Ritchie: So you didn't realize what the impact would be.
Bulkeley: No, nobody had warned me about the physical impact, and I'm not sure that anybody realized the extra demands that the security would place on logistics and how much that would compound the logistics. Even though it was a foregone conclusion that George McGovern was going to be nominated, I managed to be on the floor when the votes went over the top, and it was electric. It really was worth being there to feel when somebody got nominated, because only two people every four years get nominated to run for president of the United States, and even if you knew who it was, when it actually happens, it actually happens, and you feel that something's different. Sort of like standing at the inauguration this year. Where we were, the crowd reacted more when Al [Albert, Jr.] Gore was sworn in. Immediately through the crowd went a "We are saved from Dan [J. Danforth] Quayle." Well, I hadn't really thought about swearing-in the vice president being particularly significant. But, boy, the people around us in that crowd had, some of them, and the world just moved.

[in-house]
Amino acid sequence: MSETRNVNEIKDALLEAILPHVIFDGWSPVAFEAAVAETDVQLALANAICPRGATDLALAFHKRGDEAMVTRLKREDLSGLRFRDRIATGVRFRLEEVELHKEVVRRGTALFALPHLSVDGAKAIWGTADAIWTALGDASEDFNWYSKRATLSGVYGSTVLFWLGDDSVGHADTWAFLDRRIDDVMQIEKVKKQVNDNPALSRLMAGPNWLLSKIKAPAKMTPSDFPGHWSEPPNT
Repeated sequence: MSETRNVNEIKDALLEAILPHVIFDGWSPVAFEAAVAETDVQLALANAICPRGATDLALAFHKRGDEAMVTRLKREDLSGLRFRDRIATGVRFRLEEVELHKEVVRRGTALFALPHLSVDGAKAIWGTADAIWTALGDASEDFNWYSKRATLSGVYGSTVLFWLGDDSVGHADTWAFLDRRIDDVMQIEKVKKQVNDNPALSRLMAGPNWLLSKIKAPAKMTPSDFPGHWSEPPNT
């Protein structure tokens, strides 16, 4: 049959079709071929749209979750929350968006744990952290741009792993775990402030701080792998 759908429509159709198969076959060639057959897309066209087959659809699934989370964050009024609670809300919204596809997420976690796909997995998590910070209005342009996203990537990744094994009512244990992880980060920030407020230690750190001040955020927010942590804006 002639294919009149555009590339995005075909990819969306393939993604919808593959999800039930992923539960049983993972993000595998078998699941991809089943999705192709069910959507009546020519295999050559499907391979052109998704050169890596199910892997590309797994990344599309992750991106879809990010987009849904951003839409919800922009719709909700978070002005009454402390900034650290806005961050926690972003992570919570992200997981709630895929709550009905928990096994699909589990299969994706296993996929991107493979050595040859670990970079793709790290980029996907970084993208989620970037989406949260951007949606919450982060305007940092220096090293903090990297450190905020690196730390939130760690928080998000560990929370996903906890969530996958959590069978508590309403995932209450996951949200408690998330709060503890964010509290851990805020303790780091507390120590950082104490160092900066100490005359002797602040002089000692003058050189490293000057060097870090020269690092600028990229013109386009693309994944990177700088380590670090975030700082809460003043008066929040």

Ritchie: So you had the emotion of the group.
Bulkeley: And the emotion of "It's real and it's official now," because obviously, we'd all known forever, I mean, since the election, that Gore was going to be vice president, and [William J. "Bill"] Clinton president. We had known for weeks that McGovern had the votes, but when it went over the top, it was exciting, and it was chills up and down the backbone, and breathtaking. Of course, reporters stood there like bumps on a log while everybody else was going ecstatic, but it's not acting, it's real, which a lot of people wouldn't ever believe unless you'd been there.